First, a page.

You don’t need to run out and join the cast of I Love You Because and start singing “The Actuary Song”—although joining a group like Toastmasters can certainly help.
The first step is to simply observe the way you speak and write and what impact it has on others.
- When you contribute at a meeting, do you get across your concepts simply?
- What body language do you see among other attendees?
- Do you frequently get interrupted or are others listening intently?
- How often are you invited to contribute to the discussion?
- Are you asked to weigh in on issues beyond the traditional technical and analytical ones?
When you write a document:
- Do you start with the goal in mind?
- Do you pare back what you wrote to just what is pertinent to that goal and avoid the temptation to cover multiple purposes in one report?
- Do you open with an executive summary, leaving the details for later for those who want them?
- Do you resist the temptation to immediately send it out, and let it sit for a bit so you can come back to it with fresh eyes before its release?
- Do you get the response you anticipated, or does your writing more often raise more questions?
Now think about what those observations and answers tell you to work on to be more effective.
For a resource to help with this, I recently read a book that provides excellent guidance on being more effective in your communications—Simply Said: Communicating Better at Work and Beyond, by Jay Sullivan. He gets into PowerPoint, emails, report writing, meetings and pretty much all types of situations.
Answering the Question
Now let’s go back to where we started: “What is an actuary?”
I’m sure you have been asked this question hundreds of times. How can you give an answer that is meaningful but also effective and engaging?
The first step is to slightly reframe the question. Imagine how you might answer if they instead had asked, “What is interesting about what an actuary does?” or “What makes an actuary so valuable?” That answer will focus more on the benefits to that listener and what will be meaningful to them. And that’s the real key—always try to answer WIIFM, “what’s in it for me,” where “me” is the listener.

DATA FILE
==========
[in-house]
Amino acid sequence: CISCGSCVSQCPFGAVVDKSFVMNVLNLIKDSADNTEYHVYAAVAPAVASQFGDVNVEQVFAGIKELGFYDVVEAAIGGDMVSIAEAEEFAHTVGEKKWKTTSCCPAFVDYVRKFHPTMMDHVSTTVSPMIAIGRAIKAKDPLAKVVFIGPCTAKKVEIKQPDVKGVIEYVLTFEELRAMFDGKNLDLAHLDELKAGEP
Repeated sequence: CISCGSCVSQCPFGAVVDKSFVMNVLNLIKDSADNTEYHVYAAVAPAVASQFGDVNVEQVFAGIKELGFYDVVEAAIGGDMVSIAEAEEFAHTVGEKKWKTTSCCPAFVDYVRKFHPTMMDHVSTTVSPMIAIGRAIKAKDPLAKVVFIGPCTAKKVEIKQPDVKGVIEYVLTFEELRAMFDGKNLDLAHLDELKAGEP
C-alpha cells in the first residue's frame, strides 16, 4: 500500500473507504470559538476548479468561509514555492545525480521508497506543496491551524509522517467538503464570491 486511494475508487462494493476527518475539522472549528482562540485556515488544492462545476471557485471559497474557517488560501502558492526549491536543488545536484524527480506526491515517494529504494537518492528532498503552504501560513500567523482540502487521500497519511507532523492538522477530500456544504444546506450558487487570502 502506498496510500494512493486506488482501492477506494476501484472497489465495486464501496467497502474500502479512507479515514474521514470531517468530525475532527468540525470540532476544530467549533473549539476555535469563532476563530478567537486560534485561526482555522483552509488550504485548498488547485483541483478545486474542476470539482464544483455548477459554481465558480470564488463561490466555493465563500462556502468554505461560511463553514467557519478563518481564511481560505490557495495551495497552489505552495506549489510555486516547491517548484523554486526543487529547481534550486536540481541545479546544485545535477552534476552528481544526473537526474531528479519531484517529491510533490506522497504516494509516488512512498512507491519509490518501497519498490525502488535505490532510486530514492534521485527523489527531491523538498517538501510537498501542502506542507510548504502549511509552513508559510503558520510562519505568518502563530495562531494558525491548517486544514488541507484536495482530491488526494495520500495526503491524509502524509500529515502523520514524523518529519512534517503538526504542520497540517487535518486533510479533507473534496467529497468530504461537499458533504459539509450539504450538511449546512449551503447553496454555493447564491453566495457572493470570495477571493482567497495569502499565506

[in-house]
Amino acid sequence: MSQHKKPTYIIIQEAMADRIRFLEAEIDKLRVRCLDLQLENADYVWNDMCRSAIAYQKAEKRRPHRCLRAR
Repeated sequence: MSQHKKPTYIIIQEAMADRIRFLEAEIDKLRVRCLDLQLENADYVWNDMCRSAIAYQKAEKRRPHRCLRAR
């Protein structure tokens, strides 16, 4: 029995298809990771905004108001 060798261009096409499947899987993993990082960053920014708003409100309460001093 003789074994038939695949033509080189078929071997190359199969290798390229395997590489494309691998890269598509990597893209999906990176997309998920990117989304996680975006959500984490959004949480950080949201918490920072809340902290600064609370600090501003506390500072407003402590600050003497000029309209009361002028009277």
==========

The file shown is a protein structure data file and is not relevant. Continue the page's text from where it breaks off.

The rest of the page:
The second step is to recognize that no simple definition will cover all of what an actuary does or even all of what you specifically do vs. all other actuaries, and that you really don’t need to worry about that. The point isn’t to provide lots of information; it’s to engage the listener so they might be interested in knowing more. If they are, you will get the chance to provide other aspects of what an actuary does in response to their questions.
Here are some answers I might have been able to give in different eras of my actuarial work:
I automate calculations to be done more efficiently and without errors.
Individual Insurance Financials:
I streamline our financial reporting processes.
I make sure our annuity systems are error-free.
I create risk analysis that lets our underwriters make better decisions.
Individual Health Financial Manager:
I won our 150-person department $3,000 bonuses in the company’s first-ever productivity improvement contest.
Disability Income Product Manager:
I put our product line on track to catch up to the disability market leader within five years.
Actuarial Department Head:
I transformed a dispirited compliance group into an engaged and productive unit that was able to handle 50% more projects with the same headcount.
Here’s a fun exercise: Try expressing your “unique value proposition” in a Haiku. I challenged a group of actuaries to do this several years ago, and I loved this answer:
Ninety percent detective
Ten percent magic
You can find the rest of the Haikus I received here. I invite you to send me yours to add to the list.
Statements of fact and opinions expressed herein are those of the individual authors and are not necessarily those of the Society of Actuaries or the respective authors’ employers.
Copyright © 2023 by the Society of Actuaries, Schaumburg, Illinois.